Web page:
How to set up a Public Bike Share Scheme
Models and technology options
The shared bike – “what” page outlines different ways in which bikes can be made available to the public. There has been a general shift towards less or no physical infrastructure although some areas are still opting for docking stations. Dockless bike schemes also mostly cluster bikes in virtual stations using either paint or geo-fencing to mark an area. Electric bikes can either be charged on-street or via battery swopping. Contact us for more detailed information on options and providers.
Will bike share work in my area?
Bike share schemes typically work well in areas with high numbers of people doing similar short trips where there is a need to extend the reach of public transport and a network of safe routes. All schemes will need strong marketing and engagement through employers and community organisations to thrive.
NEW Guidance for successful bike share development
Updated public bike share guidance 2020.
Bike share parking & signage guidance
Guidance from DfT on parking space and signage for station-less Public Bike Share 2018.
Bike share vandalism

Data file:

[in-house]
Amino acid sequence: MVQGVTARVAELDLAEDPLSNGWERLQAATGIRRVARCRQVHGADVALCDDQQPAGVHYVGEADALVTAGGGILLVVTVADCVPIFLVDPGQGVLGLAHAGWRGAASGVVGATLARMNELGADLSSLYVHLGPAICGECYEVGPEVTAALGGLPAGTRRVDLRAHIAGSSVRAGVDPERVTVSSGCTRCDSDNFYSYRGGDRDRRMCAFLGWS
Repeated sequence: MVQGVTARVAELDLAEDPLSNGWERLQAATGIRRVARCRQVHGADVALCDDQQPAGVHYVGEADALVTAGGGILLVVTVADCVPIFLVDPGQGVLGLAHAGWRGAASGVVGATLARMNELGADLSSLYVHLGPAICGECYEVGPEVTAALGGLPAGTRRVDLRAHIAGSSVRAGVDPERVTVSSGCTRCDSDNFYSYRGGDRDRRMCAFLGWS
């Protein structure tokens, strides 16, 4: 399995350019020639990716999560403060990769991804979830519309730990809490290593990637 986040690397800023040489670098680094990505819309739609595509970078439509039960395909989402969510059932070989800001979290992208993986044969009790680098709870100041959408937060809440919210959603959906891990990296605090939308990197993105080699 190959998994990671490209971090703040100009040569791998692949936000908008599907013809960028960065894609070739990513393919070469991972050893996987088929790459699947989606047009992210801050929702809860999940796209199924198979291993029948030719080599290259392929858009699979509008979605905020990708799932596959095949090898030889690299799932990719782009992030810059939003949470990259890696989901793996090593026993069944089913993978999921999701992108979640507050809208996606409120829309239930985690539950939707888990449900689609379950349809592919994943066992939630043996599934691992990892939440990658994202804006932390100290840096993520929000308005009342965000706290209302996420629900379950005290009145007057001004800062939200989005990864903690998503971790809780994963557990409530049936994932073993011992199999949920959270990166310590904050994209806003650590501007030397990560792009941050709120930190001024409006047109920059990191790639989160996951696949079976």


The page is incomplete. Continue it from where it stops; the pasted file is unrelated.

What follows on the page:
A summary of advice compiled by CoMoUK from operators and the British Transport Police on minimising vandalism in bike share.
A list of local authorities currently developing bike share schemes.
LEP funding and the economic case for bike share
A guide to the opportunities open to local authorities to secure investment for bike share from Local Enterprise Partnerships. Examples of successful applications and statistics to demonstrate a business case.
Bike share forum
Bike share forums offer a fantastic opportunity to discuss sector innovations and share your challenges and experiences.
How to set up a community bike share scheme
CoMoUK has been involved in developing projects in a range of diverse communities through the shared electric bike programme in England and the Go e-bike scheme in SE Scotland.
How to maximise social inclusion in bike share
The bike share sector is developing initiatives and incentives to encourage new ridership. There are a range of examples emerging where operators are working with job centres and community groups to offer affordable memberships with cash based payments and out-reach work to encourage under-represented groups to access the bikes. The introduction of electric bikes is helping a wider range of people access the convenience of bike share.
How to support bike share at universities
Bike share is a handy way for staff and students to travel, making inter-site trips around campuses, accommodation and the local surroundings. As universities have a high number of people making multiple trips every day they are key partners for successful schemes. Many on-street schemes have originated or grown from a campus scheme.